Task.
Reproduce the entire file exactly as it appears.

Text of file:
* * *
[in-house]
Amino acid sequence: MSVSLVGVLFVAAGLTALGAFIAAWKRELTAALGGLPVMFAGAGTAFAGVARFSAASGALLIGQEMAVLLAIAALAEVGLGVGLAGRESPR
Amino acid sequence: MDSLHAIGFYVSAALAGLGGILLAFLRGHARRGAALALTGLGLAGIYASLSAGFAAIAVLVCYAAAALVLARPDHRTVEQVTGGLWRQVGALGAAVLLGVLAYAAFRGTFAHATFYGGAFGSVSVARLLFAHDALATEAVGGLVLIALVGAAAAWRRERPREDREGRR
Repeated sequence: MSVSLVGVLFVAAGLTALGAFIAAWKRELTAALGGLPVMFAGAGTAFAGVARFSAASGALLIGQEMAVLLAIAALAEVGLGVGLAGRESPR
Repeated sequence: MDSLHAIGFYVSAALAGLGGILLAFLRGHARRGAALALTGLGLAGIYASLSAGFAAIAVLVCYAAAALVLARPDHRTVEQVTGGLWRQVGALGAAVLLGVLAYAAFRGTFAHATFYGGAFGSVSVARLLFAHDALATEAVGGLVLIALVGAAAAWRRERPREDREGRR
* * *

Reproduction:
[in-house]
Amino acid sequence: MSVSLVGVLFVAAGLTALGAFIAAWKRELTAALGGLPVMFAGAGTAFAGVARFSAASGALLIGQEMAVLLAIAALAEVGLGVGLAGRESPR
Amino acid sequence: MDSLHAIGFYVSAALAGLGGILLAFLRGHARRGAALALTGLGLAGIYASLSAGFAAIAVLVCYAAAALVLARPDHRTVEQVTGGLWRQVGALGAAVLLGVLAYAAFRGTFAHATFYGGAFGSVSVARLLFAHDALATEAVGGLVLIALVGAAAAWRRERPREDREGRR
Repeated sequence: MSVSLVGVLFVAAGLTALGAFIAAWKRELTAALGGLPVMFAGAGTAFAGVARFSAASGALLIGQEMAVLLAIAALAEVGLGVGLAGRESPR
Repeated sequence: MDSLHAIGFYVSAALAGLGGILLAFLRGHARRGAALALTGLGLAGIYASLSAGFAAIAVLVCYAAAALVLARPDHRTVEQVTGGLWRQVGALGAAVLLGVLAYAAFRGTFAHATFYGGAFGSVSVARLLFAHDALATEAVGGLVLIALVGAAAAWRRERPREDREGRR